• By The Financial District

Breadfruit Comes To Shore Up Food Security In Hawaii

With about 3,850 kilometers to the nearest continent, Hawaii is one of the most isolated island chains in the world. When it comes to feeding its 1.41 million residents, the state spends up to $3 billion a year to import as much as 90 percent of its food, Kathleen Wong reported for Modern Farmer.

Photo Insert: 'Ulu or Breadfruit can be cooked any way a potato can—think chips, fries or mash. It can also be dried and ground into gluten-free flour.

Studies show that the issue isn’t a lack of agricultural land, but rather the fact that the islands grow way more exported commodities, such as coffee, and not enough food to feed the local population. As a result, essential groceries are costly—we’re talking $9 for a loaf of bread—contributing to one in nine people in Hawaii experiencing food insecurity.

Food insecurity was only exacerbated by the pandemic. And with climate change, the islands are facing greater threats from rising temperatures and rising oceans.

Something about Hawaii’s food system has to change. Hawai‘i ‘Ulu Cooperative and other advocates believe the solution can be found in a starchy crop called breadfruit, or ‘ulu in native Hawaiian.

While ‘ulu has indigenous roots in Hawaii, the organization says it’s underutilized and is pushing to make the fruit a staple in local diets. To do so, it first needs to decolonize Hawaii’s food system to benefit farmers and the greater public alike.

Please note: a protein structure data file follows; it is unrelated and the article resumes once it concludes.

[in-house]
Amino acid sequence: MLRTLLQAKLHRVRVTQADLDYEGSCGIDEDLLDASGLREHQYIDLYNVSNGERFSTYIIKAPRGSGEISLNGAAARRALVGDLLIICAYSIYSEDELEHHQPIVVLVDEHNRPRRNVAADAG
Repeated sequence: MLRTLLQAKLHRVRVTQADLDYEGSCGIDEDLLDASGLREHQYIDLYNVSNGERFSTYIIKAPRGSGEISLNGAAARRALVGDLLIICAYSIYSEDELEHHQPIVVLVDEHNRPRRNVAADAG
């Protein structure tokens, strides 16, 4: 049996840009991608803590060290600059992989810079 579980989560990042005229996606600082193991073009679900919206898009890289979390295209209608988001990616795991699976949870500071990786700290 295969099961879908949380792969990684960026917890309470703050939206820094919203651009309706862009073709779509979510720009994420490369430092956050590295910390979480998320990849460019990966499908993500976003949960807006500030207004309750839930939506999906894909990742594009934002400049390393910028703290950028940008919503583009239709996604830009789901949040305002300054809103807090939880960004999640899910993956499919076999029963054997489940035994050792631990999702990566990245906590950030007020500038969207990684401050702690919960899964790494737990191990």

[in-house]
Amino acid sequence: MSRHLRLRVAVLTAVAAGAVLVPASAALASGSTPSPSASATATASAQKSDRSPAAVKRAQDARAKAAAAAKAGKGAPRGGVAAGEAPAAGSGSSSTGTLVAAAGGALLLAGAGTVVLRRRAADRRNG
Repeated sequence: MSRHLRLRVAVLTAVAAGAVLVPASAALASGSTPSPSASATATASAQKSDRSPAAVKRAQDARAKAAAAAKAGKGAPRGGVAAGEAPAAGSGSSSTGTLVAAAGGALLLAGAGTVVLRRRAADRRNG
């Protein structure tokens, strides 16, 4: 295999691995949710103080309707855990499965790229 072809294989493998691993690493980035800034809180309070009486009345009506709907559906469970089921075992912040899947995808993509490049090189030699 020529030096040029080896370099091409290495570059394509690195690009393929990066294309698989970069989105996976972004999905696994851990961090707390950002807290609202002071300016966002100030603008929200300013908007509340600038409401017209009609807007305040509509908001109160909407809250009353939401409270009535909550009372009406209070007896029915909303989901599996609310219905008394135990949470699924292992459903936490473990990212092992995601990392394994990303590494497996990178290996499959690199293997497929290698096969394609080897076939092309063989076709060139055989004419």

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For those unfamiliar, ‘ulu is what Dana Shapiro, a farmer, and general manager of Hawaiʻi ‘Ulu Cooperative, describes as “a big tropical tree potato.” Grown on trees, ‘ulu is a round or oval fruit with skin the shade of a tennis ball.

The plant thrives in tropical climates, where ‘ulu trees are not only an abundant and perennial producer but resilient to temperature and precipitation swings. According to the Breadfruit Institute at the National Tropical Botanical Garden, ‘ulu is a complete protein and a good source of complex carbohydrates with other nutrients, such as potassium, Vitamin C, and calcium.

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‘Ulu can be cooked any way a potato can—think chips, fries, or mash. It can also be dried and ground into gluten-free flour. In Hawaii, it’s commonly pounded into a poi-like paste. Once ripe, its flesh softens like a sweet custard and can be eaten raw for dessert.

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